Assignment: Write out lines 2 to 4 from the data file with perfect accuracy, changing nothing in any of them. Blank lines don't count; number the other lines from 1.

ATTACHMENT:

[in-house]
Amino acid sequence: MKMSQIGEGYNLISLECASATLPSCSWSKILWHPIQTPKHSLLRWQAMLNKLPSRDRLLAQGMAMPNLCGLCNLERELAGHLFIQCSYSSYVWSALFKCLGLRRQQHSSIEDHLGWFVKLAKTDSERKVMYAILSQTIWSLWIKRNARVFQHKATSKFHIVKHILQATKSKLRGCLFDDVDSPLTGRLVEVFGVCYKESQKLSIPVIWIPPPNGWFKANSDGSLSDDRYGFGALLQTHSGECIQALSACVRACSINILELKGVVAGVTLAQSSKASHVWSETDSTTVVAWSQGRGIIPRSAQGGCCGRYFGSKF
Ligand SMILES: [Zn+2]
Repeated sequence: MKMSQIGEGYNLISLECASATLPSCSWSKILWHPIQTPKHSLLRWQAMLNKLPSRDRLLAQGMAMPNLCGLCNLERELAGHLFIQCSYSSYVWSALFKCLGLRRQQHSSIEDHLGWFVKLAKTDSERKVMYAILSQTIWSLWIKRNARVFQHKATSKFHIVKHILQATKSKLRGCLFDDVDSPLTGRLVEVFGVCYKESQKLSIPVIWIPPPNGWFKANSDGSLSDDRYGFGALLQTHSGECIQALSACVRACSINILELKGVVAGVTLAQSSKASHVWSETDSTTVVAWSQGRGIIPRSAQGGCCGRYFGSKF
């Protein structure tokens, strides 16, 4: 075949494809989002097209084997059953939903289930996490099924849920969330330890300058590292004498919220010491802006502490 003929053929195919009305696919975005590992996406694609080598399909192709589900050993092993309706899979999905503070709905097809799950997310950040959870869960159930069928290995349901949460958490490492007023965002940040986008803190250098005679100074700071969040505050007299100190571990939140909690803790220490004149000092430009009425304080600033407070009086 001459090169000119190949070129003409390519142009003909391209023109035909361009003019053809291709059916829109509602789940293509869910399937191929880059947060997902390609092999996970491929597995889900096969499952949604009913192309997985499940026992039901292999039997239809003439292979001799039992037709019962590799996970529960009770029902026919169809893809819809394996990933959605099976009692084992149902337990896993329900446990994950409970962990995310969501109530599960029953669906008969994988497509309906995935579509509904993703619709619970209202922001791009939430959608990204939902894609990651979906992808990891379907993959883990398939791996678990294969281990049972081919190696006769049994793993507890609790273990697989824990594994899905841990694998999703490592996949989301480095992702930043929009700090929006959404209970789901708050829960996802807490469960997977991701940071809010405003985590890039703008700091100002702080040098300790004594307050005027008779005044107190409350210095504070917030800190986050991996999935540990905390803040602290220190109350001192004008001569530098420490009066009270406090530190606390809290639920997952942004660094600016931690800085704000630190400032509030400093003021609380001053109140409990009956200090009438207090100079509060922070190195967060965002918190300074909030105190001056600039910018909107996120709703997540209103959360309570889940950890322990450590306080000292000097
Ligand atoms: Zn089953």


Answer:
Amino acid sequence: MKMSQIGEGYNLISLECASATLPSCSWSKILWHPIQTPKHSLLRWQAMLNKLPSRDRLLAQGMAMPNLCGLCNLERELAGHLFIQCSYSSYVWSALFKCLGLRRQQHSSIEDHLGWFVKLAKTDSERKVMYAILSQTIWSLWIKRNARVFQHKATSKFHIVKHILQATKSKLRGCLFDDVDSPLTGRLVEVFGVCYKESQKLSIPVIWIPPPNGWFKANSDGSLSDDRYGFGALLQTHSGECIQALSACVRACSINILELKGVVAGVTLAQSSKASHVWSETDSTTVVAWSQGRGIIPRSAQGGCCGRYFGSKF
Ligand SMILES: [Zn+2]
Repeated sequence: MKMSQIGEGYNLISLECASATLPSCSWSKILWHPIQTPKHSLLRWQAMLNKLPSRDRLLAQGMAMPNLCGLCNLERELAGHLFIQCSYSSYVWSALFKCLGLRRQQHSSIEDHLGWFVKLAKTDSERKVMYAILSQTIWSLWIKRNARVFQHKATSKFHIVKHILQATKSKLRGCLFDDVDSPLTGRLVEVFGVCYKESQKLSIPVIWIPPPNGWFKANSDGSLSDDRYGFGALLQTHSGECIQALSACVRACSINILELKGVVAGVTLAQSSKASHVWSETDSTTVVAWSQGRGIIPRSAQGGCCGRYFGSKF